LGBTQ+ are under fire in Ukraine

May 20, 2022

From the May-June 2022 issue of News & Letters

by Elise

LGBTQ+ Ukrainians are reacting in a variety of ways to the Russian invasion. Some are fleeing, others have enlisted or been drafted to fight; and others are staying to help their country in other ways.

PROGRESS BEFORE THE WAR

Before the war, Ukraine’s LGBTQ+ community was making progress. Employment discrimination is illegal. Trans people face fewer barriers in changing their legal status, even though the process is lengthy. It was encouraging that in 2019 President Volodymyr Zelensky shouted down an anti-Queer heckler at a press conference, saying, “[I] won’t say anything bad about people with non-traditional orientation to you, because we’re living in an open and free society….Leave those people finally at peace for God’s sake!” But a proposed hate crimes law, introduced in 2020, has yet to be taken up.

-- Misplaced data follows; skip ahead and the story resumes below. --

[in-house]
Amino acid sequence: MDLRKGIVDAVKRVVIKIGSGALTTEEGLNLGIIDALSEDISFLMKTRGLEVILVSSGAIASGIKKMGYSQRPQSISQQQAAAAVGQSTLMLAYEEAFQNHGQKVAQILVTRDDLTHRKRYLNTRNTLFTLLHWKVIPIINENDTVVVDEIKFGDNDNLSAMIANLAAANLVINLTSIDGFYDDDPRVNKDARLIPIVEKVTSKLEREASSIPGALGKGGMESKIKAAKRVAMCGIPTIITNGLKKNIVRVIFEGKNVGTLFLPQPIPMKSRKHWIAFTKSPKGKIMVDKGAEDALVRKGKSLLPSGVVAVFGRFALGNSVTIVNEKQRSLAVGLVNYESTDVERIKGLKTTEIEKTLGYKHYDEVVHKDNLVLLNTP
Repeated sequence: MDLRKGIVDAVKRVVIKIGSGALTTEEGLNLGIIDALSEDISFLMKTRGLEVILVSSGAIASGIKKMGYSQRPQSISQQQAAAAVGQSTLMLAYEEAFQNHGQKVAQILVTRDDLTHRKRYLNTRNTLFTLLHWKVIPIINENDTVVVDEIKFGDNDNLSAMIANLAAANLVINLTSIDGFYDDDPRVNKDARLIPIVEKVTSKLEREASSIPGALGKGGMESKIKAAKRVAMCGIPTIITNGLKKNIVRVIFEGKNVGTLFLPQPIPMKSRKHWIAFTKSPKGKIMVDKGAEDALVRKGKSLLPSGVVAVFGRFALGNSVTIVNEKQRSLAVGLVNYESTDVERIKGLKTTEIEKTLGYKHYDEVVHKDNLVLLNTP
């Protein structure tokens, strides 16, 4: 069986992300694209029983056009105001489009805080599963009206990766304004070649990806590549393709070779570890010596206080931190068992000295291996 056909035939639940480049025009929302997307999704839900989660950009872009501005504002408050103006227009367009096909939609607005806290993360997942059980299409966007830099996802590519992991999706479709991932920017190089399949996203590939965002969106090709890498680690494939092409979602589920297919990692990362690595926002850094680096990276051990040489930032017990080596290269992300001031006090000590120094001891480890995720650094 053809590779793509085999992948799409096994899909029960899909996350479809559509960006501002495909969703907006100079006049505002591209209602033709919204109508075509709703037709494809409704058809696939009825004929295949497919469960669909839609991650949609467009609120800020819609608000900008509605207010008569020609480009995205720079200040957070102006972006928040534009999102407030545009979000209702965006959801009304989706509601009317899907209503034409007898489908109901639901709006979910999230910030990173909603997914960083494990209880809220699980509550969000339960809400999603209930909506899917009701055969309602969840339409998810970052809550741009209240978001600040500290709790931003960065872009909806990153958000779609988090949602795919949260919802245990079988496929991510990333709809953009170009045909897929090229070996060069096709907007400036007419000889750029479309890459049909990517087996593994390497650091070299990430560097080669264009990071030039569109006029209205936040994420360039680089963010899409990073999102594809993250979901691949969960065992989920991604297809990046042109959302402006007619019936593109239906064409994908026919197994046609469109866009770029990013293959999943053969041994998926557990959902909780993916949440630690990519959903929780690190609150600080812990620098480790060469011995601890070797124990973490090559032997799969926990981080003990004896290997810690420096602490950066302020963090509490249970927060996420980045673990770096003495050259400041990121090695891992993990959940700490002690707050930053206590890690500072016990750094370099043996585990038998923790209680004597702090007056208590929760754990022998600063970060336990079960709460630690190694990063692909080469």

Some continue to run Queer organizations that provide safe space and community and are working for Queer rights. Insight is a Ukrainian human rights NGO whose members remain in Ukraine to fight Russia and continue helping LGBTQ+ people as they always have.

Lenny Emson, director of the NGO Kyiv Pride, returned to Ukraine to provide food and housing. Kyiv Pride tells stories and asks for help on their Facebook page and is gathering supplies for Ukrainian soldiers. Then there’s Nash Mir LGBT Human Rights Center, whose office was broken into and activists sheltering there were beaten by the intruders. That shows there is still much oppression and harassment of Queer people in Ukraine.

Some Queer Ukrainians fleeing the war are entering countries that are anti-Queer. Trans women, who are technically legally allowed to leave Ukraine, are often blocked because they are still identified as male on their IDs and then forced to serve in the Ukraine army. If you are Queer and Brown or Black skinned, your chances of being stopped at the border are great.

There are also people outside Ukraine helping LGBTQ+ people leave. A couple in Derbyshire, UK, host Queer Ukrainian refugees because they know they “face additional persecution.” An international network of allies including Warsaw Pride, Rainbow Railroad, and Asylum Access, has sprung up to help refugees find safe haven in Poland, Hungary and other neighboring countries, all of which are hostile to LGBTQ+ people. They look within those countries or into Queer-friendly nations.

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